Two young adults from wealthy backgrounds are in their formative years at a liberal arts school. Timotee Chalamet’s ‘Gatsby Welles’ is a sensitive, intellectual type; a rudderless chancer, content with a demimonde of high stakes poker games and dive bar pianists. His college paramour Ashley Enreight has adjacent sentiments and harbours journalistic ambitions (Elle Fanning, playing the Arizona country girl). These differences in temperament are smoothed by earnest youth and a mutual love of North American cinema classics – a passion that leads the pair to finally take a much discussed romantic weekend in New York as Ashley is tasked with interviewing Liev Schreiber’s arthouse director for their local newspaper.
This premise sets the scene for odysseys through two distinct NYCs as the characters are soon separated, plans gone awry. Gatsby hails from Old Money circles of New York and is desperate to demonstrate his authentic New Yorker credentials through a tour of hotel piano bars and Central Park brooding spots. All whilst unsuccessfully avoiding his commitment to attend his mother’s ‘autumn ball’ with likewise wealthy friends. This cloistered, chandaliered world is played in stark contrast to the quickly escalating silver screen adventures of Ashley. Screenwriters, film stars and paparazzi move across a different stage of modern split-floor apartments and trendy parties, with the frenetic neuroticism of the newly minted. Together, both settings are distinctly unrelatable to an average viewer and I was left wondering who exactly this film was made for, if not solely Woody Allen. The story of a developing college romance is more relatable but kept at a physical remove by the separation of the principals.
A similarly self-indulgent meta-referential thread runs through the film. Characters discuss New York movie clichés whilst living New York movie clichés. There is a sense that these scenes are played tongue-in-cheek but the distinct lack of irony belies this purpose. Likewise, dialogue is ropy with the vast majority of punchlines falling flat. The filmmaking setting gives room for parody and practically every male figure can be construed as a reflection of Allen and his insecurities.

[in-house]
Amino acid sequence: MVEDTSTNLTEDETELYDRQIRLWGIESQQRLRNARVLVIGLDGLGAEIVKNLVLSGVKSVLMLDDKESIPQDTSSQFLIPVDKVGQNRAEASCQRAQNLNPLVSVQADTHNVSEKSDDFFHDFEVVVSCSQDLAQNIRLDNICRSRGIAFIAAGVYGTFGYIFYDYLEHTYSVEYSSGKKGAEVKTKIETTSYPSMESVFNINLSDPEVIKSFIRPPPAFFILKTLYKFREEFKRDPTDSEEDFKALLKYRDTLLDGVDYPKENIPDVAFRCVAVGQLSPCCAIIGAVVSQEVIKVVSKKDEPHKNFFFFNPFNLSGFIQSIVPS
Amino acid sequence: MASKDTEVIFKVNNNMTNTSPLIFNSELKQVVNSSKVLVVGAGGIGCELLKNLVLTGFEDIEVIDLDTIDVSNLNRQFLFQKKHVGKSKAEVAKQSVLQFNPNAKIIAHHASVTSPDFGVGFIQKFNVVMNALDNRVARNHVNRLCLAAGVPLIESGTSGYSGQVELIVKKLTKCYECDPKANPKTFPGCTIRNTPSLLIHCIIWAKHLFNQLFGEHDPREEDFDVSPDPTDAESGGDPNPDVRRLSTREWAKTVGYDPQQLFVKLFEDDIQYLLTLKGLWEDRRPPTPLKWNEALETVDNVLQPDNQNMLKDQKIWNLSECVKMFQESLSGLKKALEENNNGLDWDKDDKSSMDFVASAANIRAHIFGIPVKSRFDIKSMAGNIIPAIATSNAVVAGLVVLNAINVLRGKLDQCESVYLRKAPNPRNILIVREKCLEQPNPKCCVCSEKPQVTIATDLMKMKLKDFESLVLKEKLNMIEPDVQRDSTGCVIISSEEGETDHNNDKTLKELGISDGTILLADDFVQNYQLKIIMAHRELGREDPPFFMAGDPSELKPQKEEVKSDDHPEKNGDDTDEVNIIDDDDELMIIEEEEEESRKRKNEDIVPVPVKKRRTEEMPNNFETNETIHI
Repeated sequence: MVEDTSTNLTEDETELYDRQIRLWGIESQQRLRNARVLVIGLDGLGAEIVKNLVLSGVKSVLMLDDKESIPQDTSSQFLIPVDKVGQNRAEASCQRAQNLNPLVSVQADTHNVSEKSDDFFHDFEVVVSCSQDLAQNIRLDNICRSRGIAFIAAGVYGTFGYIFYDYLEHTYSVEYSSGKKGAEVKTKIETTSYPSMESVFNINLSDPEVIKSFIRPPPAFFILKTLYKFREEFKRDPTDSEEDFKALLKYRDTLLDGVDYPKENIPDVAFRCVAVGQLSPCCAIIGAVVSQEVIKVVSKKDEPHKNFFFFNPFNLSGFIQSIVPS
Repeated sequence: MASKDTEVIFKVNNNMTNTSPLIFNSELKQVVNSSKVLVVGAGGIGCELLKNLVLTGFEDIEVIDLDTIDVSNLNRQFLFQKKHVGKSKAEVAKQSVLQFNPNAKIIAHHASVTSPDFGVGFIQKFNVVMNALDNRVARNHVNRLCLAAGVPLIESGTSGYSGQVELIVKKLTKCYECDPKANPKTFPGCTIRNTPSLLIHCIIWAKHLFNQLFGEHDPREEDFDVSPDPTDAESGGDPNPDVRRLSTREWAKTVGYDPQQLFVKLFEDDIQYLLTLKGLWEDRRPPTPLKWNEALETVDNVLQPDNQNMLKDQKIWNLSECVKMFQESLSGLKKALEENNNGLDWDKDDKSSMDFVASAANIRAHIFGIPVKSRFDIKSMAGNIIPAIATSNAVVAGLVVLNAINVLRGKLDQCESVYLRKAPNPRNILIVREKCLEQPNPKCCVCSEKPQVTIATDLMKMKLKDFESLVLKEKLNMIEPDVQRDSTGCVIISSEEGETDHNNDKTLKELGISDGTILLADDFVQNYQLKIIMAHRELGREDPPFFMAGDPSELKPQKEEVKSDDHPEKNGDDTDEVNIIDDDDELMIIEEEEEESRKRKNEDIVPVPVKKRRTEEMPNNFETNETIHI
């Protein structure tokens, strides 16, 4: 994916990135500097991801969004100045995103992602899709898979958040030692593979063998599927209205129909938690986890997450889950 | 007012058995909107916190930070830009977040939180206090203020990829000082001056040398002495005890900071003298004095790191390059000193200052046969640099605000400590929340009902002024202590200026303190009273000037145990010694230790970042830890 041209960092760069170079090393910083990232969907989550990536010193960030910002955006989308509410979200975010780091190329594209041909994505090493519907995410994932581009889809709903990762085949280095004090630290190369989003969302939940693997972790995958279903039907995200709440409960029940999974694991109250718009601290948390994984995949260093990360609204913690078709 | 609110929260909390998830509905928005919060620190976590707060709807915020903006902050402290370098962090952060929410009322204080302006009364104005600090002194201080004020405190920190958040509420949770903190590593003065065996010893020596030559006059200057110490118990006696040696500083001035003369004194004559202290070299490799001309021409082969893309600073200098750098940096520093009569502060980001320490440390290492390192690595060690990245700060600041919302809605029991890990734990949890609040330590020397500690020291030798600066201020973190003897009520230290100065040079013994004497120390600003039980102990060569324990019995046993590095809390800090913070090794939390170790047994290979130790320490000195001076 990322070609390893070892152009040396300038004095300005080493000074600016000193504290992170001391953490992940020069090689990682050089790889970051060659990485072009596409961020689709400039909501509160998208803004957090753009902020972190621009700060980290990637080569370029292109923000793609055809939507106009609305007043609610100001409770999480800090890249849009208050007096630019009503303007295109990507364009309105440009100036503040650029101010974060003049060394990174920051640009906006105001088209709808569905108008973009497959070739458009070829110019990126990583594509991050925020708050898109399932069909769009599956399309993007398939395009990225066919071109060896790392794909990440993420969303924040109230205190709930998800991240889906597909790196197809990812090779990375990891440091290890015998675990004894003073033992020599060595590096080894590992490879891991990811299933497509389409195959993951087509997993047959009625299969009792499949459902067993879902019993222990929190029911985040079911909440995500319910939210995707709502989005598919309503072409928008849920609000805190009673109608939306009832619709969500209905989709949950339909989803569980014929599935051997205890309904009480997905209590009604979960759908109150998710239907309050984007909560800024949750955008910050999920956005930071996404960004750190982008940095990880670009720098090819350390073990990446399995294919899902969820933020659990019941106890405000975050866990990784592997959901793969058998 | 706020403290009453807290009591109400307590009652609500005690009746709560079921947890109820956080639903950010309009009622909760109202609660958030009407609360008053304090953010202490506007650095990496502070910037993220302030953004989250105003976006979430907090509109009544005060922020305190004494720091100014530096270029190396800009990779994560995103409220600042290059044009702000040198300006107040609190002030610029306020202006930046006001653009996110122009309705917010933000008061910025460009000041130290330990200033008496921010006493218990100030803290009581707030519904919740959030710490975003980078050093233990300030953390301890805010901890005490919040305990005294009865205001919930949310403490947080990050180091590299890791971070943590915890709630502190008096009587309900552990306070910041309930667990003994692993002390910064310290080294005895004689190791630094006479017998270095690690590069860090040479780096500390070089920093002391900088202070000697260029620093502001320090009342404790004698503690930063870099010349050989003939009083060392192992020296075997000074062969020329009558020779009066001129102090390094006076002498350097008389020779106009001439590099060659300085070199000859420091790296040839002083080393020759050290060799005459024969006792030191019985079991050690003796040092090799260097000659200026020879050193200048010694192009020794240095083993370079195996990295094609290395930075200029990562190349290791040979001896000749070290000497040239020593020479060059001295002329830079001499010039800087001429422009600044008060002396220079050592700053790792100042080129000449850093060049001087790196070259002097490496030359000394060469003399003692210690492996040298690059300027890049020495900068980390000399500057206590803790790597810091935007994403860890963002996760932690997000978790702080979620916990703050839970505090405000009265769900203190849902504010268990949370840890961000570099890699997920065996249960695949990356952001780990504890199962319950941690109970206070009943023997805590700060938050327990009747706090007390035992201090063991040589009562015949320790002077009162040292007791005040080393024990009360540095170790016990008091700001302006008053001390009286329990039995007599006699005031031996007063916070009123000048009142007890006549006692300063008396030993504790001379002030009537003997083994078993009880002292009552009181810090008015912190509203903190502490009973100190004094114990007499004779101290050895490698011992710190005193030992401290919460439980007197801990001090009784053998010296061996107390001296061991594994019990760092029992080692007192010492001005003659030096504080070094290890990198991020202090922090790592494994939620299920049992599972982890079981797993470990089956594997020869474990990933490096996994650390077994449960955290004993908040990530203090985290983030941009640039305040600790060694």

There is an attempt to deconstruct the idea of the ‘muse’ as the somewhat pathetic older male figures are shown to fawn over the not-so-naïve Ashley, claiming that her voice is the only thing to get through to them whilst pushing for a more physical intimacy. This makes for uncomfortable viewing, considering the acknowledged female inspirations throughout Allen’s ouvre against the backdrop of his own sexual conduct. It feels a defense of sorts – as if by highlighting the absurdity of the lecherous filmmakers he can absolve his own allegations. It is as transparent as the Catcher In the Rye references. Less an homage and more a direct trasnposition, one scene even has Gastby lamenting the ‘phonies’ of his mother’s acquaintance in a bar scene that could have been ripped from the novel.
At least performances are strong, with both Chalamet and Fanning adding youthful charisma to the otherwise tepid script. A turn by Selena Gomez as the younger sister of Gatsby’s high school beau is also integral, though more unconvincing. However, the question remains, are journeyman acting and muddled themes enough to justify this film’s existence? There is a maelstrom of issues surrounding Allen and the release of this film that have been covered elsewhere. Suffice to say, should we be bending ethics backwards to ‘separate art from artist’ when the creative output is this stale or is his time truly up?
Charles Williams is a British-born writer based in San Sebastian, Spain, where A Rainy Day in New York has seen a theatrical release. UK dates are still to be confirmed.